Document Detail

Oscillation after inhalation: high frequency oscillatory ventilation in burn patients with the acute respiratory distress syndrome and co-existing smoke inhalation injury.
MedLine Citation:
PMID:  19060765     Owner:  NLM     Status:  MEDLINE    
The purpose of this study was to evaluate the effectiveness of, and complications associated with High Frequency Oscillatory Ventilation (HFOV) in burn patients with the Acute Respiratory Distress Syndrome (ARDS) who have had a smoke inhalation injury, and to compare with those without an inhalation injury. Burn patients with progressive oxygenation failure from ARDS while on conventional mechanical ventilation were placed on HFOV as a "rescue" ventilation modality. There were 19 patients with burn + inhalation injury and 30 patients with burn only. Burned patients with ARDS but without inhalation injury had significant temporal improvement in the oxygenation index from 27 +/- 8 on conventional mechanical ventilation to 17 +/- 6 within 48 hours of initiating HFOV. However, burned patients with ARDS and smoke inhalation injury did not achieve significant or even eventual improvements in oxygenation index with HFOV. There was also a trend towards higher rates of early HFOV failure and severe hypercapnia while on HFOV among the patients with inhalation injury. Delivery of nebulized bronchodilators, heparin and n-acetyl cysteine, normally mainstays of smoke inhalation therapy, was impossible during HFOV. The presence of a smoke inhalation injury appears to impair the response to HFOV when this ventilation modality is instituted for ARDS-related oxygenation failure. Severe hypercapnia tended to be more frequent during HFOV among patients with smoke inhalation. These findings, combined with the difficulties in delivery of nebulized medications during HFOV suggest that HFOV may not be the optimal "rescue" ventilation modality in cases of ARDS if there has been an inhalation injury.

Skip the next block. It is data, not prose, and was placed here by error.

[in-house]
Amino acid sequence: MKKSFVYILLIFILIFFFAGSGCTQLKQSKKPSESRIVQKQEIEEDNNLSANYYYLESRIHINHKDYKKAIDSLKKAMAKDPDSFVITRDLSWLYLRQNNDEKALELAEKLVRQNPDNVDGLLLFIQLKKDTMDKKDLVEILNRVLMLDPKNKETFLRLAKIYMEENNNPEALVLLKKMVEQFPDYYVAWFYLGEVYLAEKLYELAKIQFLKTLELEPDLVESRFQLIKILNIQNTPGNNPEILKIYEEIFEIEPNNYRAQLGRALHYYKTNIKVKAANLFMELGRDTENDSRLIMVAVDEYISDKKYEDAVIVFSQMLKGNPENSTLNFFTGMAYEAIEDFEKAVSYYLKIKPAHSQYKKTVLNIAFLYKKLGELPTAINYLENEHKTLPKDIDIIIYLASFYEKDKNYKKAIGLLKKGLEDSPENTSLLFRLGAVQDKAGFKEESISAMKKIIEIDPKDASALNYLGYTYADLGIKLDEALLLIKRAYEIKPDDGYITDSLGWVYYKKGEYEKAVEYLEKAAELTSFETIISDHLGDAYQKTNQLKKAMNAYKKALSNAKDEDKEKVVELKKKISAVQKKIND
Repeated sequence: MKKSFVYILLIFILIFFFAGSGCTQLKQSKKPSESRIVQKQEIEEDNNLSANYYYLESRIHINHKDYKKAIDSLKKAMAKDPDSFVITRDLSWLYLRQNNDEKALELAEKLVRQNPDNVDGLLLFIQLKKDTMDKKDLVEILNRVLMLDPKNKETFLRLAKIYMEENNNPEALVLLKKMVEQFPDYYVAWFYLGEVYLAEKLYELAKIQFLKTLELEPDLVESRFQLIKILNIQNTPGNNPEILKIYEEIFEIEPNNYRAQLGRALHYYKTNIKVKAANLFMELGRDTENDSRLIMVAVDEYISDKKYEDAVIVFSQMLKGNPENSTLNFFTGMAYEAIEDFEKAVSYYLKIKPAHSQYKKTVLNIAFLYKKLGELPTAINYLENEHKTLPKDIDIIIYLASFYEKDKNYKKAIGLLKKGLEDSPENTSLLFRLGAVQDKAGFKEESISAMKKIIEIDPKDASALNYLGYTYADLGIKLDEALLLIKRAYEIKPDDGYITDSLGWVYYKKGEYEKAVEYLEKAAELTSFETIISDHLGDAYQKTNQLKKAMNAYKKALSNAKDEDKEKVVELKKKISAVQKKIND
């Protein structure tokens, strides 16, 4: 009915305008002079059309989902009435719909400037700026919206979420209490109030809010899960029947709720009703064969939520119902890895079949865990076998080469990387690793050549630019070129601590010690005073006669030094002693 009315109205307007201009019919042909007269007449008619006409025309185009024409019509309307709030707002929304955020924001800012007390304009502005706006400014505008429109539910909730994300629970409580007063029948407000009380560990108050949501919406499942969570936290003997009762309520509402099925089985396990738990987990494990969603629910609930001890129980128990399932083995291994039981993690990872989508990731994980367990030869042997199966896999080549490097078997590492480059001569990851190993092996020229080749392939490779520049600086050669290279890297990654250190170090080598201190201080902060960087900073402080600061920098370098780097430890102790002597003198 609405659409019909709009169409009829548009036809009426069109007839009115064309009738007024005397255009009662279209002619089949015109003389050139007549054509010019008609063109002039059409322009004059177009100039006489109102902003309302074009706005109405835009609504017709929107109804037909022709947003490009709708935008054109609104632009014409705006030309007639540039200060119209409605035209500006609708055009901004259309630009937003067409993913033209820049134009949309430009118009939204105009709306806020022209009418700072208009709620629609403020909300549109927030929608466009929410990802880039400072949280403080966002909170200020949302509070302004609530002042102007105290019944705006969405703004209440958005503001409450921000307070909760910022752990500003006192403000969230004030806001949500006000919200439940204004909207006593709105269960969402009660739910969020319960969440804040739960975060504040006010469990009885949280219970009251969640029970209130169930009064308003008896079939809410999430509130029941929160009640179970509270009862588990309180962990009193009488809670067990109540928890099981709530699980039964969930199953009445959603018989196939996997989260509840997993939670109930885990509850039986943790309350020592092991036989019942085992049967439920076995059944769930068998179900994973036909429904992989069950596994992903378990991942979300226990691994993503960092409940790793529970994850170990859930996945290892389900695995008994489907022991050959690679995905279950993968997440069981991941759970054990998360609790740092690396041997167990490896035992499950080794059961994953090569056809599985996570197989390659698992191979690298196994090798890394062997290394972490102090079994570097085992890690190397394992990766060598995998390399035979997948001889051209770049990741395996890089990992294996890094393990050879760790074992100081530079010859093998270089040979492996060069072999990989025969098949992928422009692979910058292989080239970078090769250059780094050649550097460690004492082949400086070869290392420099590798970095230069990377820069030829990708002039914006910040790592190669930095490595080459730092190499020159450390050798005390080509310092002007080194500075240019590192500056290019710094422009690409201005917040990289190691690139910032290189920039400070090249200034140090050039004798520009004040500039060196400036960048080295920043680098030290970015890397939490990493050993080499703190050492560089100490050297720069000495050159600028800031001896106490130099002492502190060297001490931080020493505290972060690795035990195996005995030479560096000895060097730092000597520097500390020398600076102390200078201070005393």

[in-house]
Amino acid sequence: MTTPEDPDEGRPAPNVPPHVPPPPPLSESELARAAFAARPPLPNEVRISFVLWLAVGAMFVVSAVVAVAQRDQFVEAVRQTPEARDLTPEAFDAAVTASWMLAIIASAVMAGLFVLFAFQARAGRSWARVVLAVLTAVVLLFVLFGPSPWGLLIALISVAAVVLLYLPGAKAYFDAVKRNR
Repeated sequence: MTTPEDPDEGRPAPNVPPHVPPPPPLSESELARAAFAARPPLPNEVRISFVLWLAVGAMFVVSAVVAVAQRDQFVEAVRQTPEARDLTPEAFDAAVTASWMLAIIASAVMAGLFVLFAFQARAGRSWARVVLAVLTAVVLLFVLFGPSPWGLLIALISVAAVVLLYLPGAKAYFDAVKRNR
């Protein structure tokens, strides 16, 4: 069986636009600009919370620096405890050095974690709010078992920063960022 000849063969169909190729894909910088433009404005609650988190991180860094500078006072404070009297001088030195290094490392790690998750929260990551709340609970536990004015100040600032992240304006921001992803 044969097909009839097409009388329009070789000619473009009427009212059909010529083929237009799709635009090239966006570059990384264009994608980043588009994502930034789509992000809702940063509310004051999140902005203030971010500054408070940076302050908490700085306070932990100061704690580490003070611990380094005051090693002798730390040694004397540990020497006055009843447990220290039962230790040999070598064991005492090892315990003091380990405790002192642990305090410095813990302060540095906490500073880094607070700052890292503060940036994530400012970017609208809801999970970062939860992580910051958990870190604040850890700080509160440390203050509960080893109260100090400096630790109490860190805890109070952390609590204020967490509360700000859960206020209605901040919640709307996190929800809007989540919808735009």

Robert Cartotto; Gautam Walia; Sandi Ellis; Rob Fowler
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Publication Detail:
Type:  Journal Article    
Journal Detail:
Title:  Journal of burn care & research : official publication of the American Burn Association     Volume:  30     ISSN:  1559-047X     ISO Abbreviation:  -     Publication Date:    2009 Jan-Feb
Date Detail:
Created Date:  2009-01-12     Completed Date:  2009-03-06     Revised Date:  -    
Medline Journal Info:
Nlm Unique ID:  101262774     Medline TA:  J Burn Care Res     Country:  United States    
Other Details:
Languages:  eng     Pagination:  119-27     Citation Subset:  IM    
The Ross Tilley Burn Centre, Sunnybrook Health Sciences Centre, Toronto, Canada.
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MeSH Terms
Analysis of Variance
Burn Units
Burns / complications*,  physiopathology
Chi-Square Distribution
High-Frequency Ventilation* / adverse effects
Middle Aged
Respiratory Distress Syndrome, Adult / physiopathology,  therapy*
Retrospective Studies
Smoke Inhalation Injury / physiopathology,  therapy*
Treatment Outcome

From MEDLINE®/PubMed®, a database of the U.S. National Library of Medicine

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